Saturday, March 25, 2017

Here it is - my Block #8 in the Sewcial Bee Sampler Quilt sew-along.  I'm really enjoying this process.  I rather like the incremental nature of it, the growing stack of finished blocks, and the anticipation I feel on Tuesday nights!  Thanks Sharon Holland and Maureen Cracknell for all the fun and the helpful tutorials. You can see all the squares on Instagram at #sewcialbeesamplerquilt. This week I pulled all my fabric out to see which two might be the strongest choices for this design.

First, I auditioned the Med Green I wanted to use with a pale green background.  But...uhmm...

Next, I tried the peach as a background, but again, I wasn't feeling the inspiration.  So...

Then I got out the Yellow and presto! change-o!  It looked just right.  Later in the afternoon...

when completed, it got two paws of approval!  Can't do much better than that.

Now to Look at the Mystery Project from last week.

I'll just say from the outset, this was not a well-thought idea.  It seemed like a good plan but really lacked some serious engineering know-how.  So, in the photo it looks okay except for those wobbly sides.  But what is it?  I mentioned earlier the small, ever-growing stack of quilt blocks for the Sewcial Bee, But I really had no place to keep them together and flat.  I had them placed over my Mom's sewing box, but after so many weeks hanging down sides looked a little warped. I needed a box in which to keep them safe and flat. Here's a quick run through of the process.

First Jasmine approves the fabric.  I pulled leftover 10 squares from a Cotton & Steel collection. You can see why she likes it.
I cut the squares down to 8 " pieces so the box could be a little bigger than 14" square. This is the box bottom but it needs a lining. I used 4 other squares to be the inside of the box bottom.
Jazz thinks this is okay but she isn't actually touching it. I should have started worrying right then.  Instead, I got out a double-sided, medium weight, foam interfacing material and ironed it between the two 16" pieces.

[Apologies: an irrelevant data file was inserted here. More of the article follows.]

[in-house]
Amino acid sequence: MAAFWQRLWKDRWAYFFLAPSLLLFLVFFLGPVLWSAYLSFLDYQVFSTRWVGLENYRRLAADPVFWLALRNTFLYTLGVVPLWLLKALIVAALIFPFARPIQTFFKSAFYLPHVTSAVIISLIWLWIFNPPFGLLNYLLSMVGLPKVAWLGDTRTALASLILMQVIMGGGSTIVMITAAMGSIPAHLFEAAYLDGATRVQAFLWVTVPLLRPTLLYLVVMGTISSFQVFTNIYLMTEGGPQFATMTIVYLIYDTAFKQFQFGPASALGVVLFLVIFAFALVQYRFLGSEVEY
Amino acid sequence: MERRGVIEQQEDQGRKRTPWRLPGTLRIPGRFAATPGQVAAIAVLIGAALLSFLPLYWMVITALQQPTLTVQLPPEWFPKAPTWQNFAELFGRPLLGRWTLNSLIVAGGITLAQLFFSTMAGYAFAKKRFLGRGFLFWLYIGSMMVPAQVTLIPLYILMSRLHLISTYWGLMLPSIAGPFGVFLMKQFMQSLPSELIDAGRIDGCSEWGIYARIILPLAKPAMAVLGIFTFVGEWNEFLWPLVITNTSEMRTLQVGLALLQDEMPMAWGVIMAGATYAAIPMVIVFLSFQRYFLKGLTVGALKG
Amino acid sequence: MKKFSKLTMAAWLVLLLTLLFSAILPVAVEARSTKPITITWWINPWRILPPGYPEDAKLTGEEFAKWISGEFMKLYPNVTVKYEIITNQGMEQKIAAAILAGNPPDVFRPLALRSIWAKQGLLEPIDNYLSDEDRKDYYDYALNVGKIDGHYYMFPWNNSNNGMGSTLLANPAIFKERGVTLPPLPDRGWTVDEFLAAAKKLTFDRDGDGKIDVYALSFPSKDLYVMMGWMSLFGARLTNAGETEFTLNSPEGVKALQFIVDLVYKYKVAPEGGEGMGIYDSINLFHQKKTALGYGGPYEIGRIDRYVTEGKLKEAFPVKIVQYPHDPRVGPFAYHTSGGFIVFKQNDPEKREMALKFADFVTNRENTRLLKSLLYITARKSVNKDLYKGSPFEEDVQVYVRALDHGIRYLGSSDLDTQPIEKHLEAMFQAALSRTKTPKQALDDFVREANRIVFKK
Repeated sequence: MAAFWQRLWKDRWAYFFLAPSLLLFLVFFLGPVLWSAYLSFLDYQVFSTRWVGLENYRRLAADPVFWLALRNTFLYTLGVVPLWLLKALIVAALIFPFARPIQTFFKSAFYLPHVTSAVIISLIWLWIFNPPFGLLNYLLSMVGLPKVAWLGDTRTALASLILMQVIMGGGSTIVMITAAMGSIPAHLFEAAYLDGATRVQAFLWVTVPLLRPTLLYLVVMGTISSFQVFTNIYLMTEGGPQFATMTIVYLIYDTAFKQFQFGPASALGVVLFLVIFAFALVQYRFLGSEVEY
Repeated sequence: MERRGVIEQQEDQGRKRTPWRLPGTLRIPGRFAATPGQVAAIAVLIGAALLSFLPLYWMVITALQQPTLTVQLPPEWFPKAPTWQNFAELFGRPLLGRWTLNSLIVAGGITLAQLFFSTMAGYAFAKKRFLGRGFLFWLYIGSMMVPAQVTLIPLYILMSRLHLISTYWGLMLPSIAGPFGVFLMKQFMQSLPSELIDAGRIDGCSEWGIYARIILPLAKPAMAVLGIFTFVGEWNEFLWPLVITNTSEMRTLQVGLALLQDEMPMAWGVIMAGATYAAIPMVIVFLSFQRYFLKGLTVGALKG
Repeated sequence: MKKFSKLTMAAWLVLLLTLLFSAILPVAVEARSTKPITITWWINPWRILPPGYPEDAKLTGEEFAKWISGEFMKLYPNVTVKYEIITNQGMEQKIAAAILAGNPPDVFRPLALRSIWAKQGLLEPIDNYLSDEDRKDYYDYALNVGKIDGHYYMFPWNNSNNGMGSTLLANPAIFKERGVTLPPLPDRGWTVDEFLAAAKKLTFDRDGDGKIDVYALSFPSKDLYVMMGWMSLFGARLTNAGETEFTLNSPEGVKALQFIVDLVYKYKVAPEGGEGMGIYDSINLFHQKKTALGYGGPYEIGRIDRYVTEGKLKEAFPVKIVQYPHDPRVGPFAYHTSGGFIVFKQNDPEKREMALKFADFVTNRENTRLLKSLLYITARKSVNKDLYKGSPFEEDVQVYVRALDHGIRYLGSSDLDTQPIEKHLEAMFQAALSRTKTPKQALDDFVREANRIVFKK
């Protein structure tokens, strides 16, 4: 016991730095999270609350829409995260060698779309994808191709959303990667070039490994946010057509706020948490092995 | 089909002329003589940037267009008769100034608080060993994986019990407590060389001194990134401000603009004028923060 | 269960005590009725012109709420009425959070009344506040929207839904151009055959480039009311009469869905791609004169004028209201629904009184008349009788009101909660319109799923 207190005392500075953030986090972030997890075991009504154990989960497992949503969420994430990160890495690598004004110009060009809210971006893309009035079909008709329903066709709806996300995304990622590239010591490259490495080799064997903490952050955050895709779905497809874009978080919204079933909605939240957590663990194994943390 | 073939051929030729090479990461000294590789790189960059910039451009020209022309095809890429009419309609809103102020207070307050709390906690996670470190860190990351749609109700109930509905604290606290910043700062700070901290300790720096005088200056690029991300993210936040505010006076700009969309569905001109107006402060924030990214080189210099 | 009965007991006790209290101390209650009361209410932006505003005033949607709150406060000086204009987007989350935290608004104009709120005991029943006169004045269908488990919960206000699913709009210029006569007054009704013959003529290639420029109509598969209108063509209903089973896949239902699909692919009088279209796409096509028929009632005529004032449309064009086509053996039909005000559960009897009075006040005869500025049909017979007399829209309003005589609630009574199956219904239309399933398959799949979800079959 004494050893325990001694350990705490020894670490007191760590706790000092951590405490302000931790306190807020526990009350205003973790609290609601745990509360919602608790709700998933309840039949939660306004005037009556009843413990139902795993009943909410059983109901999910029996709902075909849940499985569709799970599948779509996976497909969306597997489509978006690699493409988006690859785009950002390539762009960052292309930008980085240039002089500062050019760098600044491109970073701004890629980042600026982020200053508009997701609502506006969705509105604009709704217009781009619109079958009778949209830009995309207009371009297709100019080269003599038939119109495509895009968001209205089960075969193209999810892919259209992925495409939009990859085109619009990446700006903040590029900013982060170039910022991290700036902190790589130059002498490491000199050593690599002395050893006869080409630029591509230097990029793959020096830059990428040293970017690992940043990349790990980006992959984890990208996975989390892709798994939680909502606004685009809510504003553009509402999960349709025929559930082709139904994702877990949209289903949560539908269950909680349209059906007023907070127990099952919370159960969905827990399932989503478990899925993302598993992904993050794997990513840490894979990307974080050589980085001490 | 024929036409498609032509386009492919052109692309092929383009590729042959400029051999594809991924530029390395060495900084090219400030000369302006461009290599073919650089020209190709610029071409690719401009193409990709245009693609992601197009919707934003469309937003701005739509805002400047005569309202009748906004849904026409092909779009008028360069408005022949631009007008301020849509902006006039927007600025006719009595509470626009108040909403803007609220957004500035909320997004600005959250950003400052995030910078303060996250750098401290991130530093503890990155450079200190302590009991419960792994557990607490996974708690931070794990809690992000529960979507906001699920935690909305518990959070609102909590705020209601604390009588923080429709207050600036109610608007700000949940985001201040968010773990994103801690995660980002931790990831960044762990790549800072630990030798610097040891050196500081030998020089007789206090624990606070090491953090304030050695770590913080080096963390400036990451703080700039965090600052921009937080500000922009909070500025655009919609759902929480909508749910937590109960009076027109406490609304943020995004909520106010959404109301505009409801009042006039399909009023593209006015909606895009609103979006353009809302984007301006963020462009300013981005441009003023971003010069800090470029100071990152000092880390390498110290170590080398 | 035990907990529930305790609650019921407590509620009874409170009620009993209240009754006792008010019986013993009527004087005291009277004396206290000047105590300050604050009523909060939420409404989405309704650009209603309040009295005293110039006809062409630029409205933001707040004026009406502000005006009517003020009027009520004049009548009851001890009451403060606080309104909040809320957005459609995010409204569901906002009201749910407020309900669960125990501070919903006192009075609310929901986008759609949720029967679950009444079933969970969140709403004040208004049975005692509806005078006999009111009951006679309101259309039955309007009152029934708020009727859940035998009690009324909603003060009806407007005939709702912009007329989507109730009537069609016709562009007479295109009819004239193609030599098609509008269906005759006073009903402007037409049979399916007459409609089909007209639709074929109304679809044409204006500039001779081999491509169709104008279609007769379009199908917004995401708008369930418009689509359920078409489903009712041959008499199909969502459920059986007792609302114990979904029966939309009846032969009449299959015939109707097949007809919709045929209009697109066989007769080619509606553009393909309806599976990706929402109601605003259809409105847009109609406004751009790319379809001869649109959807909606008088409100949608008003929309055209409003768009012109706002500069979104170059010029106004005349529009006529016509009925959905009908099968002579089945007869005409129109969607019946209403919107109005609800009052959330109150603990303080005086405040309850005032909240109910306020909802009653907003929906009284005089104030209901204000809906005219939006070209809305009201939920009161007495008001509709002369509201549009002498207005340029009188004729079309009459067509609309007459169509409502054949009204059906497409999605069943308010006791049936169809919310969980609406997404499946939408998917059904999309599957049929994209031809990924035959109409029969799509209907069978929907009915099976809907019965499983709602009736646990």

Jazz thought it smelled funny and tried to move it off the table.  I saved it and proceeded to make side walls about 4" tall with 3" pieces of the foam ironed in between the long piece that would go all the way around the square and become the sides.  I had not considered how to connect the sides. 

To make a long story short, I decided to fold the excess fabric on the bottom piece to wrap up and over the excess on the sides, like a binding. I proceeded to use Wonder Clips to secure it for sewing. 

I picked it up to take it to the sewing machine by grabbing the closest corner and then discovered why it wouldn't work.  The bottom was too heavy and too floppy to lift even its own weight. I'm sorry there are no pictures of this. I couldn't hold still enough for focusing.  Anyway, now it sits on the far side of the table while I try to imagine a solution. Sometime next week, I'll try something else.  It might look nice sitting on the work bench across the room and could still hold the squares but it is too floppy to be moving around securely.

What to do when faced with a project that isn't working out well?  I know, I'll make a bigger tote bag with another Snap!  A few leftover charm squares of Moda French General Favorites and I'm a happy camper again.  Let me know if you have suggestions for the Mystery Floppy Box and we'll chat again next week.  Bye Bye.

1 comment:

  1. Great idea to audition your fabric before cutting for the Sewcial Bee Sampler. The yellow works well! I have an idea for your box but would need to sketch it out; I'll sketch and try to share!